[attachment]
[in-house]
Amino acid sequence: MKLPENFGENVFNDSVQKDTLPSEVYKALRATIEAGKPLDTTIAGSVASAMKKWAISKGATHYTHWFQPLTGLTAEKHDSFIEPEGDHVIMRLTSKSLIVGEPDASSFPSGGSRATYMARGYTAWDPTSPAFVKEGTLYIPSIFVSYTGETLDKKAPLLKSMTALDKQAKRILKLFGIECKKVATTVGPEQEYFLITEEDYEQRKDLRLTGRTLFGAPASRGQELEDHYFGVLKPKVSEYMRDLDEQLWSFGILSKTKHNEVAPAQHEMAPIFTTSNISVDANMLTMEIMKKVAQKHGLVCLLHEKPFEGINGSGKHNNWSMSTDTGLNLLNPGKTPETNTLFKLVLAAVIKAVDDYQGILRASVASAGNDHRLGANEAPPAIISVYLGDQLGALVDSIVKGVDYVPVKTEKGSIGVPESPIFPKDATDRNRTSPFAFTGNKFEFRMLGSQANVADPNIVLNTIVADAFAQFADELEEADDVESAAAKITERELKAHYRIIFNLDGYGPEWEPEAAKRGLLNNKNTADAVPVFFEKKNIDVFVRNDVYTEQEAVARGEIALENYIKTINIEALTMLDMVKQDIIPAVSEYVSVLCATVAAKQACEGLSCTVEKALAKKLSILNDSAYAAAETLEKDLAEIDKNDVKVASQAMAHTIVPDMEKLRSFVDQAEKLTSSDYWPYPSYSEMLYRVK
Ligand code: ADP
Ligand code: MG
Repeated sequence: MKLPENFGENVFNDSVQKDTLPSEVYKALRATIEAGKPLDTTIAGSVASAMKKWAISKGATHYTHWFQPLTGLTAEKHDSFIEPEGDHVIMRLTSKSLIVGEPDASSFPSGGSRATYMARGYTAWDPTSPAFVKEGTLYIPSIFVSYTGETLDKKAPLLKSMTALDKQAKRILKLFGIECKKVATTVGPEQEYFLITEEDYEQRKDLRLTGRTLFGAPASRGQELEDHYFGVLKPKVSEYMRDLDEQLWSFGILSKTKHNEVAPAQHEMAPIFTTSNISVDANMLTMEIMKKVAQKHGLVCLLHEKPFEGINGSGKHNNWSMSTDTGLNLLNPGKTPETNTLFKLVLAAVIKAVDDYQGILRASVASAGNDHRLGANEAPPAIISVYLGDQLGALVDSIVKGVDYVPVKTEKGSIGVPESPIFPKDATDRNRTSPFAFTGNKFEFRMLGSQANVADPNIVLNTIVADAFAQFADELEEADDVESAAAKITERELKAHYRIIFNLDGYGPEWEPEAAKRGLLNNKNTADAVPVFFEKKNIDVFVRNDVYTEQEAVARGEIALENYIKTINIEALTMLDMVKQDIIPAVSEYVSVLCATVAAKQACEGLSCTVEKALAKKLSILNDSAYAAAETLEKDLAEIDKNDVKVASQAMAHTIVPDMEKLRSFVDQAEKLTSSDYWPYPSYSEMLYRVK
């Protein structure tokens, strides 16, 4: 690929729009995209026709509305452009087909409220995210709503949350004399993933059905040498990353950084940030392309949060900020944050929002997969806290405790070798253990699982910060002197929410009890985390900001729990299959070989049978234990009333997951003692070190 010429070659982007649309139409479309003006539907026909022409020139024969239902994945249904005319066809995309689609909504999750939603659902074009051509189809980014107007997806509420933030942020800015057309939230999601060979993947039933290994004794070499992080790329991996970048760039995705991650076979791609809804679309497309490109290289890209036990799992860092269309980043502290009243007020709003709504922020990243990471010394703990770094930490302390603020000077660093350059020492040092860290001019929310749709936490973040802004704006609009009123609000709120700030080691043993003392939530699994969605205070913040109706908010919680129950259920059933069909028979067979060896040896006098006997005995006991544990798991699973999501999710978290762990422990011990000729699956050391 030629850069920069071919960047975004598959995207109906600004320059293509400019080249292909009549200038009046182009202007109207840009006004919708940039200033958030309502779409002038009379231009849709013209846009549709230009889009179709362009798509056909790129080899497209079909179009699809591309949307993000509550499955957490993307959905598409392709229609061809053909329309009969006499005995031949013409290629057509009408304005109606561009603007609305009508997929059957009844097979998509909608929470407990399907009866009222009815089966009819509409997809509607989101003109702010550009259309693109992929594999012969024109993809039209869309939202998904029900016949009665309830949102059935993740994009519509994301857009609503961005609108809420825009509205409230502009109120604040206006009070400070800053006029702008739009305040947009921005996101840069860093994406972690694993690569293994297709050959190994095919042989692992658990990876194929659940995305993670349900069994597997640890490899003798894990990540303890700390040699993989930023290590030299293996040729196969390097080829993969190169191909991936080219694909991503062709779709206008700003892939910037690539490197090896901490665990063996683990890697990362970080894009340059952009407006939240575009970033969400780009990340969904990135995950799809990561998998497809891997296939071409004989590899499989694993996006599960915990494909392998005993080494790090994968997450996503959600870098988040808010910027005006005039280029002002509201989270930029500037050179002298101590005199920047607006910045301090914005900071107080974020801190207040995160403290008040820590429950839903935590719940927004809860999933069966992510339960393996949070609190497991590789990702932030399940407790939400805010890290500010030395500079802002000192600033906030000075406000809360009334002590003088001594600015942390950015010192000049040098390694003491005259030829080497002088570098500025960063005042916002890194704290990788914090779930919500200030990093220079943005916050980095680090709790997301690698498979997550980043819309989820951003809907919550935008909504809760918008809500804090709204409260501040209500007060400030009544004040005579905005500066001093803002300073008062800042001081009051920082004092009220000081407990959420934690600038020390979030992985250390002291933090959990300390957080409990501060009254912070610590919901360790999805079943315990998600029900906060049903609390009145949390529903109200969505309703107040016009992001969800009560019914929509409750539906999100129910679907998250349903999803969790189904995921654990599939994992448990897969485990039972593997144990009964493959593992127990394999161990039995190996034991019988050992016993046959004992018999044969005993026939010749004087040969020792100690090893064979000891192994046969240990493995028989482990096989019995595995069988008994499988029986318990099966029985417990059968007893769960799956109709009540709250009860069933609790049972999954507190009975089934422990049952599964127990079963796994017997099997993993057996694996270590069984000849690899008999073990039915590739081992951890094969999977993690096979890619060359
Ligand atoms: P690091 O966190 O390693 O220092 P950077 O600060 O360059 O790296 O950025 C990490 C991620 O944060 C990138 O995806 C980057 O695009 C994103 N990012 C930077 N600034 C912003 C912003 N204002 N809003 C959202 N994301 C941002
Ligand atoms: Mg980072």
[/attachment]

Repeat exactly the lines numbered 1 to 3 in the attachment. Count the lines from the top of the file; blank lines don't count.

[in-house]
Amino acid sequence: MKLPENFGENVFNDSVQKDTLPSEVYKALRATIEAGKPLDTTIAGSVASAMKKWAISKGATHYTHWFQPLTGLTAEKHDSFIEPEGDHVIMRLTSKSLIVGEPDASSFPSGGSRATYMARGYTAWDPTSPAFVKEGTLYIPSIFVSYTGETLDKKAPLLKSMTALDKQAKRILKLFGIECKKVATTVGPEQEYFLITEEDYEQRKDLRLTGRTLFGAPASRGQELEDHYFGVLKPKVSEYMRDLDEQLWSFGILSKTKHNEVAPAQHEMAPIFTTSNISVDANMLTMEIMKKVAQKHGLVCLLHEKPFEGINGSGKHNNWSMSTDTGLNLLNPGKTPETNTLFKLVLAAVIKAVDDYQGILRASVASAGNDHRLGANEAPPAIISVYLGDQLGALVDSIVKGVDYVPVKTEKGSIGVPESPIFPKDATDRNRTSPFAFTGNKFEFRMLGSQANVADPNIVLNTIVADAFAQFADELEEADDVESAAAKITERELKAHYRIIFNLDGYGPEWEPEAAKRGLLNNKNTADAVPVFFEKKNIDVFVRNDVYTEQEAVARGEIALENYIKTINIEALTMLDMVKQDIIPAVSEYVSVLCATVAAKQACEGLSCTVEKALAKKLSILNDSAYAAAETLEKDLAEIDKNDVKVASQAMAHTIVPDMEKLRSFVDQAEKLTSSDYWPYPSYSEMLYRVK
Ligand code: ADP